China's Belt and Road Initiative (BRI) is expected to be a key factor in converting Laos from a landlocked to a land-link country and driving a skyrocketing economy.
The initiative is a concept of Chinese President Xi Jinping who has a far- reaching vision to open up China to the world through the Belt and Road Initiative - a strategic trade route linking the country to Asean, Africa, Europe and Latin America, according to Acting President of the National Institute for Economic Research in Laos, Dr Leeber Leebouapao.
Dr Leeber Leebouapao looks at the BRI roadmap.
Laos is one of the nations actively participating in this project and is very keen to seize this opportunity to develop BRI infrastructure with the aim of linking the country to others in the region and facilitating economic growth.
Acting President of the National Institute for Economic Research Dr Leeber Leebouapao gives an interview to Vientiane Times. – Photos Chanh
Lao economists believe that connecting the two strategic plans of the Chinese government's BRI and the Lao government's vision to transform the country from being landlocked to a land link is a very positive move for Laos' economy and integration, as well as for China.
Two mega projects are currently under construction in Laos to help forge these links, namely the Laos-China railway and the Vientiane- Boten Expressway. These are part of the BRI and will pass through Laos to link with other countries in Asean as well as regions in the globe.
Acting President of the National Institute for Economic Research, Dr Leeber Leebouapao, strongly believes the BRI will create favourable conditions for the Lao government to succeed in transforming the country from being landlocked to a land-link hub. This has the potential to boost economic growth through increased domestic production, services and foreign trade, as well as attract more foreign direct investment and enhance diplomatic relations.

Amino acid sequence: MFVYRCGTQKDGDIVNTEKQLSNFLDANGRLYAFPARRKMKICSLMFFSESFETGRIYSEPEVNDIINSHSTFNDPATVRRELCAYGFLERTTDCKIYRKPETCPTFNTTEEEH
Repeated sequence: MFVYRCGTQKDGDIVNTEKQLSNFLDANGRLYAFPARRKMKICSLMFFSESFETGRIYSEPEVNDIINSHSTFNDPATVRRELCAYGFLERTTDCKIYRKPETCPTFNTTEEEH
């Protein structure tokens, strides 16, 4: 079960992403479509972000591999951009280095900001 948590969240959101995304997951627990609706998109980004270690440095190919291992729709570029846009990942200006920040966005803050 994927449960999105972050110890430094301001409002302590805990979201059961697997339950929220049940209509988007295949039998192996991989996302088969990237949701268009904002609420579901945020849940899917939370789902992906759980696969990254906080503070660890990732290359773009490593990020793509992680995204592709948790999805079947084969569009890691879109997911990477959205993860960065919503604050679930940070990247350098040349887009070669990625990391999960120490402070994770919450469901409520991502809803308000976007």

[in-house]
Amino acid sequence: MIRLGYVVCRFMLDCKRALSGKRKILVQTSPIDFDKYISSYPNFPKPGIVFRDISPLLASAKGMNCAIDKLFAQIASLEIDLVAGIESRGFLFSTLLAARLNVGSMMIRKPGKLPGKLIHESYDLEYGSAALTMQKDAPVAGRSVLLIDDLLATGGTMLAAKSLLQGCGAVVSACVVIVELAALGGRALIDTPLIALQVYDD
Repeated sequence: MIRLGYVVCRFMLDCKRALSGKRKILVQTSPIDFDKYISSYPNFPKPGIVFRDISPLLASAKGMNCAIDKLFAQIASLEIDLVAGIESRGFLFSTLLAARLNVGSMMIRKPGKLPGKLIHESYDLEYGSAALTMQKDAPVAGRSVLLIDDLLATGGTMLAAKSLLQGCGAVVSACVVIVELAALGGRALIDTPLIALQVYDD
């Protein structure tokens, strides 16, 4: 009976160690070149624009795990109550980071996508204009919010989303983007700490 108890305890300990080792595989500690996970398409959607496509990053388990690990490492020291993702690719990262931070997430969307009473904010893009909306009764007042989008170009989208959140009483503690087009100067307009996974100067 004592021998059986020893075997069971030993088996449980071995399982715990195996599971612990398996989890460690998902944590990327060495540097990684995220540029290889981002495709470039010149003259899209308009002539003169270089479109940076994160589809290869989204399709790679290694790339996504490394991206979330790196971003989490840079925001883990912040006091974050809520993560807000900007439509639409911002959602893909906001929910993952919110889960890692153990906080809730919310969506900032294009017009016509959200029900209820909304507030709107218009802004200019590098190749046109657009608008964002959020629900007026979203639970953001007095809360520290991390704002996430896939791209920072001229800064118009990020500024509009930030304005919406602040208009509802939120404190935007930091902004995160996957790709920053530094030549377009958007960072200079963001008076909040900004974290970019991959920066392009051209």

One of the projects is the 414.332-km railway, with a construction cost of US$5.986billion. It runs from the Boten border crossing in northern Laos on the border of China's Yunnan province to Vientiane and will link with railways of other Asean countries. Trains will run at speeds of up to 160 km per hour. Construction of the railway began in December 2016 and is scheduled for completion and opening in December 2021.
The 460-km Vientiane-Boten Expressway, with an estimated construction cost of about US$1.3 billion, is divided into four sections: Vientiane- Vangvieng, Vangvieng-Luang Prabang, Luang Prabang-Oudomxay, and Oudomxay-Boten. The expressway will link to railway stations.
Work on the first section from Vientiane to Vangvieng over a distance of 109.12 km is currently underway, with a vehicle speed limit of 100 km per hour. Construction of the whole expressway is expected to take three years.
Dr Leeber is confident that when these BRI projects are complete they will offer Laos great opportunities by acting as a springboard to stimulate tourism, production, investment, transit services, and access to a larger global market.
When Laos has improved logistics and lower transport costs, this will be attractive to investors because they need not have so many concerns about transport-related problems. At the same time, products made in Laos will have more competitive prices in overseas markets. And businesses and travellers will have more options when it comes to shipping goods and making travel plans after the railway becomes operational.
The Belt and Road Initiative is expected to improve the transit of goods through Laos as the expressway will be the closest route between China and Asean. At the same time, the railway in Laos will connect with railways in other Asean countries such as Thailand and Malaysia and then link up to Singapore.
But what Laos needs to do is to improve transit services as Singapore has done and improve local import-export and other services, Dr Leeber suggested.